Genome Alberta President and CEO David Bailey was on hand to present the awards to the winners and he is pictured at left with the top 5 winning team members.
Innovative science research in Canada is dying a silent death
This article by University of British Columbia professor of genetics Kelly Marshall McNagny points out that many Canadian research labs employ fewer trainees and that some are considering closing or moving. Part of the problem is in guiding the public and politicians down the path that starts with basic science and ends up in a new medial treatment or product.
Working together with Indigenous Peoples to enhance equity and access in precision health
A new project funded by Genome BC seeks to initiate preliminary conversations with individuals of Indigenous ancestries to determine their perspectives, values, and concerns while raising awareness of under-representation in genomics databases. In addition to a report of the research findings, the project will deliver a short video that shares the diverse viewpoints of participants, while helping to create awareness.
This project Indigenous Peoples and Genomics: Starting a Conversation, is valued at $50,000 and was funded through Genome BC’s Societal Issues Competition. Read the complete details on the Genome BC website.
Alberta Epigenetics Network News
The reason all human faces are unique
Researchers in France and Switzerland pondered the question of why human faces do not all look the same. After all, animals of the same species have identical features. So why, the researchers wondered, aren’t human faces following that same cookie-cutter pattern? The Friedrich Miescher Institute for Biomedical Research team discovered that epigenetic mechanisms called histone modifications do most of the face shaping work that makes you look like you.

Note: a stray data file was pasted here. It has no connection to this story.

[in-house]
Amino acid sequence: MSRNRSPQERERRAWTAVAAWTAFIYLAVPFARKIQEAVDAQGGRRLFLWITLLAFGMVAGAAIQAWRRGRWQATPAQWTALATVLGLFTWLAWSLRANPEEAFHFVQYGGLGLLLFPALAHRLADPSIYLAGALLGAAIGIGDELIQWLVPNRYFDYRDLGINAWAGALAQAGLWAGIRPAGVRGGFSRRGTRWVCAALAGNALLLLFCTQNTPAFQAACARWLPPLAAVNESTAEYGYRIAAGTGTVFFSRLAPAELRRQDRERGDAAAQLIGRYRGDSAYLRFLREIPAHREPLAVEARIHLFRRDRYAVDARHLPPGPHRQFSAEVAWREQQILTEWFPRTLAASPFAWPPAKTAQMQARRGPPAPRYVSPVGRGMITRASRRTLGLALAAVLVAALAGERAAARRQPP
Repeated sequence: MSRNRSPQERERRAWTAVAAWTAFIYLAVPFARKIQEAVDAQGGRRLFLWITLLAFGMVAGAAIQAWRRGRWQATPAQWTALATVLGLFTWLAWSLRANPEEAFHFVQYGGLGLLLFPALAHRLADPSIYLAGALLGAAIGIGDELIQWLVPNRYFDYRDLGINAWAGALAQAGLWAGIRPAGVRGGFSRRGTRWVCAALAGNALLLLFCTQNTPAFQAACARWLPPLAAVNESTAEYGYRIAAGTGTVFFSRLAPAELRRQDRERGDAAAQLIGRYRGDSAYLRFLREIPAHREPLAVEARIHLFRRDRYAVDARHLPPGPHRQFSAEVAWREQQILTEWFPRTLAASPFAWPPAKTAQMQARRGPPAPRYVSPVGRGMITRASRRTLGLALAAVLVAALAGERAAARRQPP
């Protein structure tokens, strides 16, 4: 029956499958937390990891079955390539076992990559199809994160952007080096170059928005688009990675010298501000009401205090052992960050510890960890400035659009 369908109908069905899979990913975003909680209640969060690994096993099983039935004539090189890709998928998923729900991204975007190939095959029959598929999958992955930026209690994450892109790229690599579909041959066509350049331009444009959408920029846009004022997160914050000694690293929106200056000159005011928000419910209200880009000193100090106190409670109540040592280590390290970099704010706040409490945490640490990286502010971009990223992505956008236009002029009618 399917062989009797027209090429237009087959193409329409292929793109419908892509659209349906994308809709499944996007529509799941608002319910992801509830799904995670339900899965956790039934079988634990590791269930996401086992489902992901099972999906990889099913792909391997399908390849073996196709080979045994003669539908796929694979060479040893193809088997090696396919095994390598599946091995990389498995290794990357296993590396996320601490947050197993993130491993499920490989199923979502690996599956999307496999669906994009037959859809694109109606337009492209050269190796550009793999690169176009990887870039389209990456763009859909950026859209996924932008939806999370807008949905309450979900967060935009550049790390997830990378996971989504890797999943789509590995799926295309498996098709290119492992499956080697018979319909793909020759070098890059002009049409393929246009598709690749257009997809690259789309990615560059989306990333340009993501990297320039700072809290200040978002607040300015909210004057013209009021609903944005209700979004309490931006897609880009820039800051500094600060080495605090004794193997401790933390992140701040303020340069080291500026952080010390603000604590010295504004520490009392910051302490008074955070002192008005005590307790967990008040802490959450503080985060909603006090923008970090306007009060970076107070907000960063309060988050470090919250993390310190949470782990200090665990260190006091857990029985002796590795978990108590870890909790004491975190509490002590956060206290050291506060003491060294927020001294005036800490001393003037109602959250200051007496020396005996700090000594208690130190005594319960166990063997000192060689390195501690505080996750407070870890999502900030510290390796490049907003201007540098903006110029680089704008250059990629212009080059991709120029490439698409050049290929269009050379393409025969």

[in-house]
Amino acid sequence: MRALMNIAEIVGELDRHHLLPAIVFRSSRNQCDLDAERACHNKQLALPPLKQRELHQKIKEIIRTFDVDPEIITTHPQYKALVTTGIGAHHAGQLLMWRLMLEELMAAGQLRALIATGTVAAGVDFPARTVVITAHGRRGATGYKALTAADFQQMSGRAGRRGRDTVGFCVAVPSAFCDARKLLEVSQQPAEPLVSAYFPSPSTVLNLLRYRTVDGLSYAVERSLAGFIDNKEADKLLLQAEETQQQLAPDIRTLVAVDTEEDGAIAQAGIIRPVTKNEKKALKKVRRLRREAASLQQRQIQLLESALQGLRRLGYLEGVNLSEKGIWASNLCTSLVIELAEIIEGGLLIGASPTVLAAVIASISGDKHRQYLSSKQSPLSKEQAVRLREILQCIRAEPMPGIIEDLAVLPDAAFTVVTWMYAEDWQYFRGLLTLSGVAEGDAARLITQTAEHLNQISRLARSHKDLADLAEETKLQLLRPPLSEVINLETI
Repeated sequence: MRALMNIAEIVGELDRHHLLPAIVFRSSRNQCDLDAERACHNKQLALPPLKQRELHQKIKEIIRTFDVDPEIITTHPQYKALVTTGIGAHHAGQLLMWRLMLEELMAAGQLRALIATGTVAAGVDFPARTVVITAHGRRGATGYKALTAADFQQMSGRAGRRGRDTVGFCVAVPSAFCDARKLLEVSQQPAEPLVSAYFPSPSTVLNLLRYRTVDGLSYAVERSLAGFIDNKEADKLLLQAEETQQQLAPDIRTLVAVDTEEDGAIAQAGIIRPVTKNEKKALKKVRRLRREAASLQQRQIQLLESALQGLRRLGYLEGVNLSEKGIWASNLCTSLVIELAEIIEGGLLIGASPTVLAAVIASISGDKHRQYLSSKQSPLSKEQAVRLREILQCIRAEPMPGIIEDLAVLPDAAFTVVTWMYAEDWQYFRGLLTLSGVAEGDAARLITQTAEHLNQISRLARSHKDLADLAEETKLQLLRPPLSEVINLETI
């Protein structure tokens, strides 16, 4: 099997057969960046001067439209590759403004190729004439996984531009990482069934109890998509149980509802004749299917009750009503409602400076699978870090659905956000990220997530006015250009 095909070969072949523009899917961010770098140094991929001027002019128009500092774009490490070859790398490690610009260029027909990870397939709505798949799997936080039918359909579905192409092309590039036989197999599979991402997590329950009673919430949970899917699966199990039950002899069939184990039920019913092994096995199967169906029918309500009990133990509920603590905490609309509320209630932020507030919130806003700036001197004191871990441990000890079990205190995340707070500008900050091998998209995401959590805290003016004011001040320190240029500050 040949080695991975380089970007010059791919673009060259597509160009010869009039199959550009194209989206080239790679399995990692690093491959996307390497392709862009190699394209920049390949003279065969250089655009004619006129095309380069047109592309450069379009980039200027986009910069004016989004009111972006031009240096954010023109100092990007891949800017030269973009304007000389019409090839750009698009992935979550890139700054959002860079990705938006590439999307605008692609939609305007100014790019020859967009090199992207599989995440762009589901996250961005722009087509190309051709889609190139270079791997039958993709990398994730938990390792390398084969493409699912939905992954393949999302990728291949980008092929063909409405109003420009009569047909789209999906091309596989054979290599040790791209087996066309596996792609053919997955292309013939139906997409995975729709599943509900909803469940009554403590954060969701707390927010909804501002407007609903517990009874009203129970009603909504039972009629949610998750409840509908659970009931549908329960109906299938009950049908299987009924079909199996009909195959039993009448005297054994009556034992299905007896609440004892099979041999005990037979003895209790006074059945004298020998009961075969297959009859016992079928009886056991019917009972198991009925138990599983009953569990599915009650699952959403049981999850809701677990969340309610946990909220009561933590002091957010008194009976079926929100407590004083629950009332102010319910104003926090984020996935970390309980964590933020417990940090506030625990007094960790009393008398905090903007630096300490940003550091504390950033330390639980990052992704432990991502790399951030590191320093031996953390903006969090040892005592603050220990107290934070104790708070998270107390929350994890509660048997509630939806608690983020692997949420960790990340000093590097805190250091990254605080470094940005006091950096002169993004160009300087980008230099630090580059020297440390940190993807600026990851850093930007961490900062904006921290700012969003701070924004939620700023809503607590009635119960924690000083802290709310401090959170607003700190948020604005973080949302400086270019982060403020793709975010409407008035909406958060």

Read more on our website.
Chromatin is critical for DNA packaging and inheritance but the structure is poorly understood even after several in vitro studies. Current understanding from these in-vitro studies using treated DNA have shown that human cells contain about 2 meters of DNA packaged into a nucleus that is a thousandth of a millimeter across. Its organization is typically presented through a hierarchical model in which 147 bases of DNA loop around 11-nanometer nucleosomes with some 20 bases to 75 bases between each DNA-nucleosome structure forming histones. These so-called "beads-on-a-string" then fold into additional fibers to eventually form chromosomes. This structure and its functional correlation to genomic expression especially the compacting, wrapping of chromatin and histones significantly contribute to epigenetic inheritance. In a ground breaking 3D visualization of chromatin in-vivo by a group from Salk Institute, a new model for chromatin organization has been proposed. Study has shown that chromatin is ‘disorganized and the disordered chromatin chains are flexible and bend and fold into different packing densities’. This is thought to explain the ability of chromatin to rapidly condense and also allow for inheritance of epigenetic interactions and structures after cell division. Changes in packing density of chromatin can limit the accessibility of chromatin, providing a local and global structural basis through which different combinations of DNA sequences, nucleosome variations, and modifications could be integrated in the nucleus to exquisitely fine-tune the functional activity and accessibility of genomes.